Even simple video projects gobble up hours

VideoplayerI spent most of Sunday trying to achieve a credible chroma key effect from my little basement set. When my early efforts –using the Casio Exilim– showed promise, I switched to the Sony Camcorder (Hi8) to take advantage of the external mic. The audio was great but I was unable to produce a usable green screen effect. After hours of trial-and-error, trying to figure out what was different, it hit me: the camera. So I switched back to the Casio and immediately got better results. Not perfect, but better. But now the audio sucks a little. (5 min Order of the Fez update)
I’ll keep at this until I get it. Next experiment will be recording with the built-in iSight camera on the MacBook Pro. In three…two…

4 thoughts on “Even simple video projects gobble up hours

  1. Reply to Andy (and I think you meant to comment on post about Mac iSight):
    The analogy that comes to mind is, which takes better photos:
    The $5,000 Nikon back in the glove compartment, or the $300 point-and-shoot hanging on your belt? The only good camera is one you have with you.

  2. You’ve got a good point there about the technology…
    Looks like the iSight camera is doing a great job. I wonder what kind of compression those files use… works well with chroma keying, obviously!
    You can get a good key on uncompressed digital video, no matter what the camera source, but that 4:2:2 color space on compressed files gives the software more color information to work with for a smooth key. Spill supression helps too, but iMovie doesn’t have it I don’t think…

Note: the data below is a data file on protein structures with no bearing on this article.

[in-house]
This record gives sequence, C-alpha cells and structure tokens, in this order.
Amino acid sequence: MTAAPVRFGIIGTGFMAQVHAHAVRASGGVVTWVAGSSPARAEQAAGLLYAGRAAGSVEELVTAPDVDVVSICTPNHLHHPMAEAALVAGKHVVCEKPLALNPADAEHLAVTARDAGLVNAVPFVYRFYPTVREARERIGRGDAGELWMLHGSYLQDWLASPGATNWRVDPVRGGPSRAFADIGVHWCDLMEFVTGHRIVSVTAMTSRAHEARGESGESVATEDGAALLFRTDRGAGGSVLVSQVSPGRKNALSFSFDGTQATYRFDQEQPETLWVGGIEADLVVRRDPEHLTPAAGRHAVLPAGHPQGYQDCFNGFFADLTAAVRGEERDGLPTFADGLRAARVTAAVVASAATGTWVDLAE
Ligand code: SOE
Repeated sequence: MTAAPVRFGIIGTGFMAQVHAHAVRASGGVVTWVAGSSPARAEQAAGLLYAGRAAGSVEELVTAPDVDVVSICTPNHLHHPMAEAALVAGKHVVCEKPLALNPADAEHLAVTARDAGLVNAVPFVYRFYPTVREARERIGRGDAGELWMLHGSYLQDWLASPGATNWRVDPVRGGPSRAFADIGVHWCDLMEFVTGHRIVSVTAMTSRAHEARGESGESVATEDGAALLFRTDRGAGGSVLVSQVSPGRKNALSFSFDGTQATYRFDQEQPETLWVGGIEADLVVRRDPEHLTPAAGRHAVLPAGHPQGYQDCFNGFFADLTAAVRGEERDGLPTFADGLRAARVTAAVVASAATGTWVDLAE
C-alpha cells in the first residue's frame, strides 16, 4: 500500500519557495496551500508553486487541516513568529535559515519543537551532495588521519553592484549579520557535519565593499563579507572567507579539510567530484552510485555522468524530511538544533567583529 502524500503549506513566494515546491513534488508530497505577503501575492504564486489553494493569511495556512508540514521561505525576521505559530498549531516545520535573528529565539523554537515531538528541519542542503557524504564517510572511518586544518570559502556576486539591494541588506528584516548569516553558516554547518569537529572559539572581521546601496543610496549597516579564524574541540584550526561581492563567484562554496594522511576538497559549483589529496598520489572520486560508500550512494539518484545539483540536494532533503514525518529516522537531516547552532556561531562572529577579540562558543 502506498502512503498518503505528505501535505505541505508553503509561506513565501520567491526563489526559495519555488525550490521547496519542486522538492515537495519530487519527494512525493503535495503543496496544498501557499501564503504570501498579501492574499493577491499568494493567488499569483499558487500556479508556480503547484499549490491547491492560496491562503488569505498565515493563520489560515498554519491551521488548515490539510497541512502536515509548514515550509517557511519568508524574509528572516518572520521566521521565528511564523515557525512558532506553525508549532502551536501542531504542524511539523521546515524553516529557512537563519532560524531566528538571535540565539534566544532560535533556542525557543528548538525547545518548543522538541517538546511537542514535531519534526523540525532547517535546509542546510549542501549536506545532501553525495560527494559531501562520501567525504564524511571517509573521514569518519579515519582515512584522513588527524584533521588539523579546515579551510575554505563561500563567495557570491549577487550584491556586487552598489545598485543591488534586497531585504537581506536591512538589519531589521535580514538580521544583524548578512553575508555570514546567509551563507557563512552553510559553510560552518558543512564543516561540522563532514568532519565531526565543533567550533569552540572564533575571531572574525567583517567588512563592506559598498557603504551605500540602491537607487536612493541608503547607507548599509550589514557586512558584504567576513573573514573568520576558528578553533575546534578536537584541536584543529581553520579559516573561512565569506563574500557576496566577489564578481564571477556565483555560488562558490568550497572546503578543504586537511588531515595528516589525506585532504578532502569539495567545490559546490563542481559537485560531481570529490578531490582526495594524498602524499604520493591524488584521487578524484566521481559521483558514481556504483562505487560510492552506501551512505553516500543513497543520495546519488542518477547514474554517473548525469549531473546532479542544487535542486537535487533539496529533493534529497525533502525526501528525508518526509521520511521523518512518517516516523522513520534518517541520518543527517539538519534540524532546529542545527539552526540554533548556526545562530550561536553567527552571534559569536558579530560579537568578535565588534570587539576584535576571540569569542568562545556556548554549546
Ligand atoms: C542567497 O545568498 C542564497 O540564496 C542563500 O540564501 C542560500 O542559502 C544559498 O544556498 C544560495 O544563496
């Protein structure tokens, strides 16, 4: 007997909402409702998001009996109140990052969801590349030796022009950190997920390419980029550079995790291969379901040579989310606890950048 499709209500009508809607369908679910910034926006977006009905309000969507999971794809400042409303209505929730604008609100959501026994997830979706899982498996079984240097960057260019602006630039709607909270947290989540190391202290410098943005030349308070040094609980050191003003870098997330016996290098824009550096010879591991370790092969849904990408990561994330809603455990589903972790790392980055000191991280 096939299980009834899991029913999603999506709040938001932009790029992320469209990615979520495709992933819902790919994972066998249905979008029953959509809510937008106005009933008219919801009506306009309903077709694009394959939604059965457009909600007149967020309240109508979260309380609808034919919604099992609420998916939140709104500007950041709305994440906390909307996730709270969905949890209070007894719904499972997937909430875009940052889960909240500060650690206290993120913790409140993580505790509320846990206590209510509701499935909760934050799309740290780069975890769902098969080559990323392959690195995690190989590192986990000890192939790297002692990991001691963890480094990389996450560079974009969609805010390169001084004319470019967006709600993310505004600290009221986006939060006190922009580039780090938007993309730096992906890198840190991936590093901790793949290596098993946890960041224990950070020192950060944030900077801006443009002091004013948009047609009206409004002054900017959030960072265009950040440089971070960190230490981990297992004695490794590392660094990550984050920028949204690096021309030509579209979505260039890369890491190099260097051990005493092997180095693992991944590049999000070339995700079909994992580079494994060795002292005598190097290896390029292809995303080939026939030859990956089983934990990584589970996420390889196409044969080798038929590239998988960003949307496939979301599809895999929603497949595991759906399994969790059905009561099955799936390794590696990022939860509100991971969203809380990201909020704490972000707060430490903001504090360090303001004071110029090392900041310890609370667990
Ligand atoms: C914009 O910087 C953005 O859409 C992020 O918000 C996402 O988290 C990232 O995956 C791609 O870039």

BTW, your lighting looks great!

  3. “pro level camera”
    Appreciate the tip, Andy, but I don’t think I need a pro video camera to capture me beer-fueled sketch comedy.
    And if you’ll recall, we had all the tech in Vietnam and were defeated by guys wearing rubber shower thongs.

  4. The compression codec that the cameras use is probably to blame for the not-so-good results. The color space the video comression uses can also cause issues. The more you spend, the better the results (who would have thought…)
    If you want excellent results, try a pro level camera that records in 4:2:2 color space, or capture your video files “uncompressed”.

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